wall (Why? Heat rises. This thought distracted me a few times.)
And at the end, when the banns of marriage were read out, there
was evidently to be a wedding the following Saturday. Holy Saturday!
That distracted my thoughts for a while.
Was the worship stiff-upper-lip, happy clappy, or
It wasn't quite happy clappy, but sometimes it seemed to be
trying to be. A few people clapped a bit. The first song was
a Graham Kendrick number, during which the children did a sort
of Palm Sunday procession around the decorated table at the
front of the church. Later, the congregation were encouraged
to follow the readings from the pew Bibles, but there was confusion
at one point when the lector was clearly using a different edition
and gave out the wrong page number. I never thought I would
say this, but this might be a church that would benefit from
an overhead projector system. Or maybe just listening to the
Exactly how long was the sermon?
On a scale of 1-10, how
good was the preacher?
3 It was almost like a seminar. The curate, Mrs Aoko,
did a lot of striding up and down the aisle, really trying to
involve the congregation in the sermon, throwing out questions
and keeping on asking until she got the answer she needed. She
made some good points, especially when she talked about her
recent visit to Nigeria and the difficulties and persecution
there, but I would guess that she hadn't had time to practice
the sermon; if she had done, she could have tightened it up
In a nutshell, what was
the sermon about?
It was about being ready to follow Jesus, to be disciples, to
go where God sends us. Jesus sent two disciples to fetch the
colt on which he would ride in triumph into Jerusalem, and off
they went. We should be so obedient in our own lives. But then
Mrs Aoko veered off into standing up to resistance, and from
there she turned to resisting the shackles of Satan. She seemed
to be off course, and I'm afraid she took me with her.
Which part of the service
was like being in heaven?
The farewell to the departing curate, for which the vicar had
clearly rushed back from another service. All the children went
up for a photo with her at the front of church, and there was
a presentation. There was clearly a lot of love there. And then
the children all processed out of church with their palm leaves
oops, I mean pine branches, which was quite sweet.
And which part was like
being in... er... the other place?
I don't personally prefer Graham Kendrick, so that first song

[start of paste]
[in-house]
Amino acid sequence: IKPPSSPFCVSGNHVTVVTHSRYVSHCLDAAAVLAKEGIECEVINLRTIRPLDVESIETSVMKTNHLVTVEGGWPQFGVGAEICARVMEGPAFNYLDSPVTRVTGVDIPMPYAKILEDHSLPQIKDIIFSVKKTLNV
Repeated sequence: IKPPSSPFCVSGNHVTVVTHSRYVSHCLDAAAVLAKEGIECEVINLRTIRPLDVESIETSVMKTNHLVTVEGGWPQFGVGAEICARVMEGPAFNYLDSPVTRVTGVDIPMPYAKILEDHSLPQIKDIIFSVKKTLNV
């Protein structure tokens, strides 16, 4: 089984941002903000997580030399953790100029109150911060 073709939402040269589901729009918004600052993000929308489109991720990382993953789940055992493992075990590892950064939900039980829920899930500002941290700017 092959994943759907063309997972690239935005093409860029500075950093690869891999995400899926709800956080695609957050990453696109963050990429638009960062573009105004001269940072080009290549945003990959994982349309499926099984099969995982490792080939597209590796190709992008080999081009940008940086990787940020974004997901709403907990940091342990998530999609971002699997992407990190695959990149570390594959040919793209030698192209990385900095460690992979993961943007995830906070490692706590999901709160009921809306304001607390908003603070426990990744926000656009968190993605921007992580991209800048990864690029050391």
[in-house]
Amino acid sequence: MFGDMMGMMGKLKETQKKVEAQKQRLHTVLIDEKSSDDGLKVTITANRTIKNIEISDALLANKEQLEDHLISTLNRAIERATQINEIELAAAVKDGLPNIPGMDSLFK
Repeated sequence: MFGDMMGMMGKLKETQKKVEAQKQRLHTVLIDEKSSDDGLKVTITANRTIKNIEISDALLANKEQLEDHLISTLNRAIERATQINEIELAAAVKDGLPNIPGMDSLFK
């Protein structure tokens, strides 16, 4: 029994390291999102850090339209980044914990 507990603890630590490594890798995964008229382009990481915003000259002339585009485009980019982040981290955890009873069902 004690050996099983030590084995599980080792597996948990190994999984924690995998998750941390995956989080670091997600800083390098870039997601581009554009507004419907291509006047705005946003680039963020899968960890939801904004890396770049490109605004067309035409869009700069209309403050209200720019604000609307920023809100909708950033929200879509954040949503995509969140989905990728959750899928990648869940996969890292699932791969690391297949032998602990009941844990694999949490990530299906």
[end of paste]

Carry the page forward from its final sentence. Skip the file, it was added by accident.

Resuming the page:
may have soured me for the rest of the service. But I really
think that significant parts of the service seemed dumbed-down.
For example, when the songs were actually hymns, they were invariably
introduced as "traditional", as if Palm Sunday called for something
a little old-fashioned. And when it came to the psalm, we were
told to turn to the "first part of the Bible" and to say it
"antiphonally" – and then there was a detailed breakdown of
how that was meant to work (which it didn't, particularly).
Then when it was time for the epistle and the gospel, we were
told to turn to the "back of the Bible". Do we not know what
Old Testament and New Testament mean? After all, this is a church
that runs a Bible study course every Sunday evening!
What happened when you
hung around after the service looking lost?
A woman came up to me in the pew, shook my hand, and kindly
invited me to stay for refreshments.
How would you describe the after-service
Refreshments were served in an alcove at the back of the nave.
Beverages were fair trade and served in real cups. There were
also biscuits. Unexceptional but absolutely fine.
How would you feel about making this church your regular (where 10 = ecstatic, 0 = terminal)?
2 I am afraid I am not being fair, as there was a lot
going on with the curate's farewell and Palm Sunday, but it
was just not cohesive. It felt over-complicated. The church
itself is big, light, bright, airy, clean and uncluttered, but
the service managed to make the place look untidy, from the
dodgy balloon to the mixture of music styles to the over-long
sermon. There was no thread running through it.
Did the service make you feel glad to be a
Let's just say it didn't put me off.
What one thing will you remember about all this in seven days' time?
Pine branches cleverly standing in for palm fronds. Why not?